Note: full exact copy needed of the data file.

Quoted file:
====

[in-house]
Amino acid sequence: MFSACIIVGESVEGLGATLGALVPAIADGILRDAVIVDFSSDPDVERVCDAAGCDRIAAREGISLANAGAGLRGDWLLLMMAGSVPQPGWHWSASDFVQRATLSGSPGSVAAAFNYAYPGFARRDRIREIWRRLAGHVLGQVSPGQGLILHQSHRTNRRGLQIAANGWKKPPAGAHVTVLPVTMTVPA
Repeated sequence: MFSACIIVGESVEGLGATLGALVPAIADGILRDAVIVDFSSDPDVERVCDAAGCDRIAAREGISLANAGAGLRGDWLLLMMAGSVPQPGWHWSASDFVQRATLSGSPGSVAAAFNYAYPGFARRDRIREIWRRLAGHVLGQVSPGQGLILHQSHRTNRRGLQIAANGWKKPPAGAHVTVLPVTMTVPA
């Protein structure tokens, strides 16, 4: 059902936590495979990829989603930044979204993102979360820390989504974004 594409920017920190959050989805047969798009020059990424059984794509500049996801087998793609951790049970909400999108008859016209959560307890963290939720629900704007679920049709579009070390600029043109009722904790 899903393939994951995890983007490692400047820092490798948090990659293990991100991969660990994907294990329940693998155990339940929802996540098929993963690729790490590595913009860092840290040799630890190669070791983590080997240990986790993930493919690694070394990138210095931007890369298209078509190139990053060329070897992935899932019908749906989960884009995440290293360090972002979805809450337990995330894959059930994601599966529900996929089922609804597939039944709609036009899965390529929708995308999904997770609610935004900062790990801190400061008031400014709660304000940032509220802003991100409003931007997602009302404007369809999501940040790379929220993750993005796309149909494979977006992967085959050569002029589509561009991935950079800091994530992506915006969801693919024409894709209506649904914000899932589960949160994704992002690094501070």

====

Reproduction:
[in-house]
Amino acid sequence: MFSACIIVGESVEGLGATLGALVPAIADGILRDAVIVDFSSDPDVERVCDAAGCDRIAAREGISLANAGAGLRGDWLLLMMAGSVPQPGWHWSASDFVQRATLSGSPGSVAAAFNYAYPGFARRDRIREIWRRLAGHVLGQVSPGQGLILHQSHRTNRRGLQIAANGWKKPPAGAHVTVLPVTMTVPA
Repeated sequence: MFSACIIVGESVEGLGATLGALVPAIADGILRDAVIVDFSSDPDVERVCDAAGCDRIAAREGISLANAGAGLRGDWLLLMMAGSVPQPGWHWSASDFVQRATLSGSPGSVAAAFNYAYPGFARRDRIREIWRRLAGHVLGQVSPGQGLILHQSHRTNRRGLQIAANGWKKPPAGAHVTVLPVTMTVPA
């Protein structure tokens, strides 16, 4: 059902936590495979990829989603930044979204993102979360820390989504974004 594409920017920190959050989805047969798009020059990424059984794509500049996801087998793609951790049970909400999108008859016209959560307890963290939720629900704007679920049709579009070390600029043109009722904790 899903393939994951995890983007490692400047820092490798948090990659293990991100991969660990994907294990329940693998155990339940929802996540098929993963690729790490590595913009860092840290040799630890190669070791983590080997240990986790993930493919690694070394990138210095931007890369298209078509190139990053060329070897992935899932019908749906989960884009995440290293360090972002979805809450337990995330894959059930994601599966529900996929089922609804597939039944709609036009899965390529929708995308999904997770609610935004900062790990801190400061008031400014709660304000940032509220802003991100409003931007997602009302404007369809999501940040790379929220993750993005796309149909494979977006992967085959050569002029589509561009991935950079800091994530992506915006969801693919024409894709209506649904914000899932589960949160994704992002690094501070």